Principles of the business world are of significant value to school principals. Now, the fifth class of principals from the Miami-Dade County Public Schools is benefiting from that multidisciplinary idea, the basis of the Principals Leadership Development Program from the Center for Leadership of the College of Business at Florida International University (FIU).
“A principal is the CEO of their organization and we empower Miami-Dade County principals to become more effective leaders and change agents,” said Mayra Beers, director for the center and a Knight Research Fellow. “A generous grant from the John S. and James L. Knight Foundation provided for the development of this program and underwrites a significant portion of its delivery.”
Launched in 2010, the Principals Leadership Development Program welcomed its fifth class this June. The initial five days of the program were held June 9-14, 2014. The cohort will then complete the program in the spring of 2015, bringing the number of program alumni to 149 principals.
Principals expand their leadership skills and techniques.
“After 26 years in education, today I feel fired up,” said Derick R. McKoy Sr., principal of Eneida Massas Hartner Elementary School, at the end of June session. “I have so many notes about how I’m going to craft my leadership plan moving forward. I learned techniques from all these educational minds, research-based information about what makes for good leadership.”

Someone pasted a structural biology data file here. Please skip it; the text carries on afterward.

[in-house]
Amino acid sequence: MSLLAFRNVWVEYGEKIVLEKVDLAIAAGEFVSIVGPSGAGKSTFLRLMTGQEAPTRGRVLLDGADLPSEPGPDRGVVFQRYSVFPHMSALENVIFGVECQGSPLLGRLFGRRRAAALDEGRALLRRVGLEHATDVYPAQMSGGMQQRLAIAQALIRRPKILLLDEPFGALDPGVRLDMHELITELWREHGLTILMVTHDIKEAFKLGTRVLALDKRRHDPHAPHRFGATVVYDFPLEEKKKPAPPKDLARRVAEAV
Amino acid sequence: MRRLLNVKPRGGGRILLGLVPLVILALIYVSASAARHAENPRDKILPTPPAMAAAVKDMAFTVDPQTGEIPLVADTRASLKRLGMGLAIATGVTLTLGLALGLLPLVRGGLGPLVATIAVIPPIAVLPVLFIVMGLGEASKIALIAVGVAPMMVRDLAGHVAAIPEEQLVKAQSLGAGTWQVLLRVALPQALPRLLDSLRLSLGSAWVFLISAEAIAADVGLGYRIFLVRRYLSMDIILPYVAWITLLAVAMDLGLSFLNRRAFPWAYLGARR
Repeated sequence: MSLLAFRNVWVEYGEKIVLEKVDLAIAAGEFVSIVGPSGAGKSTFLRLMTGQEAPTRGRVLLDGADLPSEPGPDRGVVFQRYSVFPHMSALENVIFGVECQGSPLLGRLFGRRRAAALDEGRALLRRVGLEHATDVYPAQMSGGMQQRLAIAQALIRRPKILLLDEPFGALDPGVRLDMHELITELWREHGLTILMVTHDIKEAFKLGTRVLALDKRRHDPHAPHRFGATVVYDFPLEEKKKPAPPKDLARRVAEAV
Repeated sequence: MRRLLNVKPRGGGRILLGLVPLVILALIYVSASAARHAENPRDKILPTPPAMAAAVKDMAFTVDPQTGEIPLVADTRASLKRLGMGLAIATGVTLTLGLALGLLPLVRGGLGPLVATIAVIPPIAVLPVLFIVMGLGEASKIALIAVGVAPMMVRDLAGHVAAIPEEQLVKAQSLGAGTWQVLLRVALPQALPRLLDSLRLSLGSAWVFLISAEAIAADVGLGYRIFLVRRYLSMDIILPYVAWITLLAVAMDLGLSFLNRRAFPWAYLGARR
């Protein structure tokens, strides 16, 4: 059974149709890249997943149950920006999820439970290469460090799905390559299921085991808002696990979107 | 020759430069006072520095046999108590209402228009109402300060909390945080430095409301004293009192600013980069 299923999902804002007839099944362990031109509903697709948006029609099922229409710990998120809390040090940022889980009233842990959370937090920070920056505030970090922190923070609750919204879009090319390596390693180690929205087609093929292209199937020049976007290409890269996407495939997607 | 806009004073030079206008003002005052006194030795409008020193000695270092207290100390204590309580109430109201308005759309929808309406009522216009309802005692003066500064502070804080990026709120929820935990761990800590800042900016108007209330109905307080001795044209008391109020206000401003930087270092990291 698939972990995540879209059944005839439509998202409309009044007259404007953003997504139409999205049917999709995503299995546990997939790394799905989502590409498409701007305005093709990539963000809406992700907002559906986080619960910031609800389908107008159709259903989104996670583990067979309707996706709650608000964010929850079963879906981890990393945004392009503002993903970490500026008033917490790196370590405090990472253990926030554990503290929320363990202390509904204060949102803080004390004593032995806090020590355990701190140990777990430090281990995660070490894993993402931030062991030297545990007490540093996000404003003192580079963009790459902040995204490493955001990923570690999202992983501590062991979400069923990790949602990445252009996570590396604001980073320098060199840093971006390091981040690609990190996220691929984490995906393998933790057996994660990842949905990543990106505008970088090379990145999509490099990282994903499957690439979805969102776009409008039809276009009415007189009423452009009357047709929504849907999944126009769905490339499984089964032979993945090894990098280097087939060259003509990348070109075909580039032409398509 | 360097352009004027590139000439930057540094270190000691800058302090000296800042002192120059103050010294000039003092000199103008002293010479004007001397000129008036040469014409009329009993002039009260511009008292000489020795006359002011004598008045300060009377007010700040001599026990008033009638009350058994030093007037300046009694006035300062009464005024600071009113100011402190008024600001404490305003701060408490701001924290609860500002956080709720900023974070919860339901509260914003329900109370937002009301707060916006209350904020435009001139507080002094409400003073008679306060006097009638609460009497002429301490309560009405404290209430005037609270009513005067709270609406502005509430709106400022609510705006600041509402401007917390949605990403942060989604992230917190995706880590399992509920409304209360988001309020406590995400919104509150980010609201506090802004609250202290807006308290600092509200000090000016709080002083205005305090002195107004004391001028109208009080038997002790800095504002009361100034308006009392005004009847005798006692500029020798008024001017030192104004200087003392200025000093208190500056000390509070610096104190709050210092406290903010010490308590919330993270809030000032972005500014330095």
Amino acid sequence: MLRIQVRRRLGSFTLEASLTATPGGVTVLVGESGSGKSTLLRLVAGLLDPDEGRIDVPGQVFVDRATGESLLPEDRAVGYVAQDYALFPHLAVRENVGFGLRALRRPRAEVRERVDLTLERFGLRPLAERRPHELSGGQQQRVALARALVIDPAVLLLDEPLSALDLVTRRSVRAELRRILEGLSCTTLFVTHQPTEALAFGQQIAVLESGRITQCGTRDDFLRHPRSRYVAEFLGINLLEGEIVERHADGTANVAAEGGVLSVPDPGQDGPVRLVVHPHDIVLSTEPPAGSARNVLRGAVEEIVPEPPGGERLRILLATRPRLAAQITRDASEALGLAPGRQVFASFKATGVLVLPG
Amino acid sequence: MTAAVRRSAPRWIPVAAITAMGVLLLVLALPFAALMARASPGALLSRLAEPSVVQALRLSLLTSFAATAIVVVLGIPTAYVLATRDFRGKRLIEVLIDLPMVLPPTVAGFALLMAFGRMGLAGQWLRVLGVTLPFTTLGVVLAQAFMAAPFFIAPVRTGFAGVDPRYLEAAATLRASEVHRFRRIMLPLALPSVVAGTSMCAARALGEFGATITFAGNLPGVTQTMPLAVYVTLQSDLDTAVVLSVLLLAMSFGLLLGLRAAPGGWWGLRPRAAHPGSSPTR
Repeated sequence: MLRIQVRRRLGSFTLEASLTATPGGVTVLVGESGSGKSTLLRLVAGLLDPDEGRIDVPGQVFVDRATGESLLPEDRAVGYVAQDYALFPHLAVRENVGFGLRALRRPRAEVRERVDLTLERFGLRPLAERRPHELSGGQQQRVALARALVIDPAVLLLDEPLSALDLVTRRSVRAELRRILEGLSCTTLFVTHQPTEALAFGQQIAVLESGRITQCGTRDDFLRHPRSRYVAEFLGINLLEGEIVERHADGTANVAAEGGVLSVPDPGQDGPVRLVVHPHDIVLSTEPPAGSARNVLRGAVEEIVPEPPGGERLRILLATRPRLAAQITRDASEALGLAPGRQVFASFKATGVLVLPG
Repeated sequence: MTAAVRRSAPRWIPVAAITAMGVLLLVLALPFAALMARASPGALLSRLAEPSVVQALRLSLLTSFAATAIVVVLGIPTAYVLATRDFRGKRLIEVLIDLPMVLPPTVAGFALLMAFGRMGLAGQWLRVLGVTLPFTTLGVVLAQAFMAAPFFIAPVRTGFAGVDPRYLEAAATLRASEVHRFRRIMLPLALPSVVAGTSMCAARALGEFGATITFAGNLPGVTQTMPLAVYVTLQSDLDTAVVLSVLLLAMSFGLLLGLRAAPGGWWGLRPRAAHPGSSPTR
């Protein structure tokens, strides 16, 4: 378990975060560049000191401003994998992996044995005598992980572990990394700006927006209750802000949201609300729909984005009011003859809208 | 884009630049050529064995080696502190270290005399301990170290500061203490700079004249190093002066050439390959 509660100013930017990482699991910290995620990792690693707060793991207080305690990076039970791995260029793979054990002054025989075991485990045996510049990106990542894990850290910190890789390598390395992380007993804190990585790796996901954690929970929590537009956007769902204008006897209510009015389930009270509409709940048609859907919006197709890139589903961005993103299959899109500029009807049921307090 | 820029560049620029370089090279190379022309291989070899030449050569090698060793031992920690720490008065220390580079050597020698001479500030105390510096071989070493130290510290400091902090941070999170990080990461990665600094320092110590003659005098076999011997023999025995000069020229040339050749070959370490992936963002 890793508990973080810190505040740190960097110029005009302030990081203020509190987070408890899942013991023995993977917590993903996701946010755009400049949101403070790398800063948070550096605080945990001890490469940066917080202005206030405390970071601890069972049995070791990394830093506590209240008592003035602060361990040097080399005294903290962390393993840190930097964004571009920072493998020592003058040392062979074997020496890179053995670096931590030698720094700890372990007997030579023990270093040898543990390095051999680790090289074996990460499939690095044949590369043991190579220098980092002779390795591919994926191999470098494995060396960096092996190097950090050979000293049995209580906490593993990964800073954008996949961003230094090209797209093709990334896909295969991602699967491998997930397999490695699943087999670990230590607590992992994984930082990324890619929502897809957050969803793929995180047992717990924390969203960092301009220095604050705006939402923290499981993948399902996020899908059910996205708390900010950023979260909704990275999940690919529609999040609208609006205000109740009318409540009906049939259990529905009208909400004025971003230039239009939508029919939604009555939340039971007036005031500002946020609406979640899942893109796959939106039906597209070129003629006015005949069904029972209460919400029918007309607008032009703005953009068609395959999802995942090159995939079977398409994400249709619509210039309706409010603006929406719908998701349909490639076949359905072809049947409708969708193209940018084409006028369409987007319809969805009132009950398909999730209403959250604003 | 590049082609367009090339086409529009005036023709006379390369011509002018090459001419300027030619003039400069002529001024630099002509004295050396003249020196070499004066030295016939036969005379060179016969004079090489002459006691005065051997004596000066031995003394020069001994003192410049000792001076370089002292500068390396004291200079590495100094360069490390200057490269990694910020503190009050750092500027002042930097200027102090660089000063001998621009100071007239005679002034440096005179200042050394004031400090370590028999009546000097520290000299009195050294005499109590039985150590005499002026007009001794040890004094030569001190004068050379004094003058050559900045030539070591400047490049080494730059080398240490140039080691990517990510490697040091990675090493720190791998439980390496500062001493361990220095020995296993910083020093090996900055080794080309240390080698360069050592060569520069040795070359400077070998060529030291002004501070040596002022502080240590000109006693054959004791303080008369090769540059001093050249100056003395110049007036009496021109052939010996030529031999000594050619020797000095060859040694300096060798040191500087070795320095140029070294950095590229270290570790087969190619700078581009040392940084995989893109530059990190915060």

McKoy said one of the biggest insights he gained is to “trust, trust, trust” in his support system.
“Everybody has a particular strength. When I allow others to impact children in such a way that the successes are materialized, it’s a win-win for everybody including the people I’m leading,” he said.
Ana Gutierrez, principal of Auburndale Elementary, added that the Principals Leadership Development Program helped her achieve balance between her professional and personal lives.
“I suspected I needed to work on being a better delegator but this week confirmed it,” she said. “When I give a responsibility to another team member, I’m not going in 20 different directions. More importantly, when I’m mentoring and empowering others to take a leadership role, I’m building a strong team which benefits the entire school.”